Despite the recent turmoil surrounding the national debt debate and instability on Wall Street, the Deloitte Consumer Spending Index for July has shown improvement. Deloitte says that it’s the first positive month-over-month result it’s been able to report since January 2011.
Deloitte’s CSI is based on consumer cash flow as a predictor of future spending, and is comprised of four main elements, including tax burden, initial unemployment claims, real wages, and real home prices. The June reading was 2.49, and it move up to 2.53 in July on the strength of in increase in home prices and stabilization of fuel prices.
“The housing market is showing multiple signs of stabilizing and that is helping to ease a significant drag on consumer spending,” explains Carl Steidtmann, Deloitte’s chief economist and author of the monthly Index. “A decline in energy prices drove an increase in real wages, perhaps giving consumers more money to spend and restoring confidence despite a weak labor market and the recent debt ceiling debate.”
Deloitte’s Alison Paul added, “A dip in energy prices and warmer temperatures across most of the country is offering consumers reason to take advantage of back-to-school shopping promotions. Deloitte’s back-to-school survey indicates most consumers plan to spend more or the same on back-to-school shopping; more than 60 percent say the most important factor driving buying will be price. Many consumers are using their smart phones to research prices, and store and discount locations — the implication being that retailers will need to be sharp on prices, promotions and assortment this year.”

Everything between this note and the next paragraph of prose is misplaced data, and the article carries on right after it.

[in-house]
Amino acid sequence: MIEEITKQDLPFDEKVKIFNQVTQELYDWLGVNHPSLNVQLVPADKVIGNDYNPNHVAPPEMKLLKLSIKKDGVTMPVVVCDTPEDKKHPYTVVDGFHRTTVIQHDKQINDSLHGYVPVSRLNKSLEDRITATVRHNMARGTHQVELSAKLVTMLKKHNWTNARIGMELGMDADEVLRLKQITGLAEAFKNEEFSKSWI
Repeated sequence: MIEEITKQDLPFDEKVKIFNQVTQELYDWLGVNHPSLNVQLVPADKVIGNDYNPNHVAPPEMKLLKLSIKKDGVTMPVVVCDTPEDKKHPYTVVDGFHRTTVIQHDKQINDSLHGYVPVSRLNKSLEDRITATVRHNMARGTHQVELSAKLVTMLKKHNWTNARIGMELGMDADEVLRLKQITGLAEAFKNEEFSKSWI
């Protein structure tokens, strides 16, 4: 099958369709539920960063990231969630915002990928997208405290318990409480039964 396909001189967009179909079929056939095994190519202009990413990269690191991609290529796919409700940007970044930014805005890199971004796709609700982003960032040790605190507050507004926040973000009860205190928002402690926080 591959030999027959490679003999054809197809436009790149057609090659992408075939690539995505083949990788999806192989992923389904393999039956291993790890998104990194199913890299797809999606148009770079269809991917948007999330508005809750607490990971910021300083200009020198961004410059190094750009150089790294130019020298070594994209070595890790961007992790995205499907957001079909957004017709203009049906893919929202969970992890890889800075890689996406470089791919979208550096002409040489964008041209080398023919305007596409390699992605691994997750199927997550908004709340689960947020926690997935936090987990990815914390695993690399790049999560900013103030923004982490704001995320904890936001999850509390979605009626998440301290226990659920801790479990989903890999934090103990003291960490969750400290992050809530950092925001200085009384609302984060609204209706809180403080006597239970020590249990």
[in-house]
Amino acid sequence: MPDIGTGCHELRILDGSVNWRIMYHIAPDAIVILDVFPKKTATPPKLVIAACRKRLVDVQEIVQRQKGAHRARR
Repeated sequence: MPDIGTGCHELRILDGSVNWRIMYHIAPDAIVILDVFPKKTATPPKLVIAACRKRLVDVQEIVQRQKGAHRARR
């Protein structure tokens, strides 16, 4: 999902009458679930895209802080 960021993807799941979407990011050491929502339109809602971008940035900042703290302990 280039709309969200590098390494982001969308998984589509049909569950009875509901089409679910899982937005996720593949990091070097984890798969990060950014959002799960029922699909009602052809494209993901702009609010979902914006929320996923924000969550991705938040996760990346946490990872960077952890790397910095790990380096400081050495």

Deloitte actually sees a rising tax burden as a positive indicator – it’s a sign that economic conditions are improving. Although the current 10.7% of personal income reading is unchanged from June, it represents a 1.1% increase year-over-year.
Real wages are up a tiny smidgeon over June – 0.2%, thanks to energy prices, but are down 2% compared to a year ago. Deloitte also believes that despite its claim of improvement in overall consumer spending capacity, initial unemployment claims are still far higher than is desirable, even with some improvement of late.
RBR-TVBR observation: All we can say is that it’s amazing that a reputable economic watchdog is able to find a rainbow, no matter how bleached out its colors might be, arching above the cesspool of economic news we’ve been reading of late. Ya gotta love it. And if you’re dealing with skittish advertising clients worried about tight-fisted consumers, you can tell them “but Deloitte says…”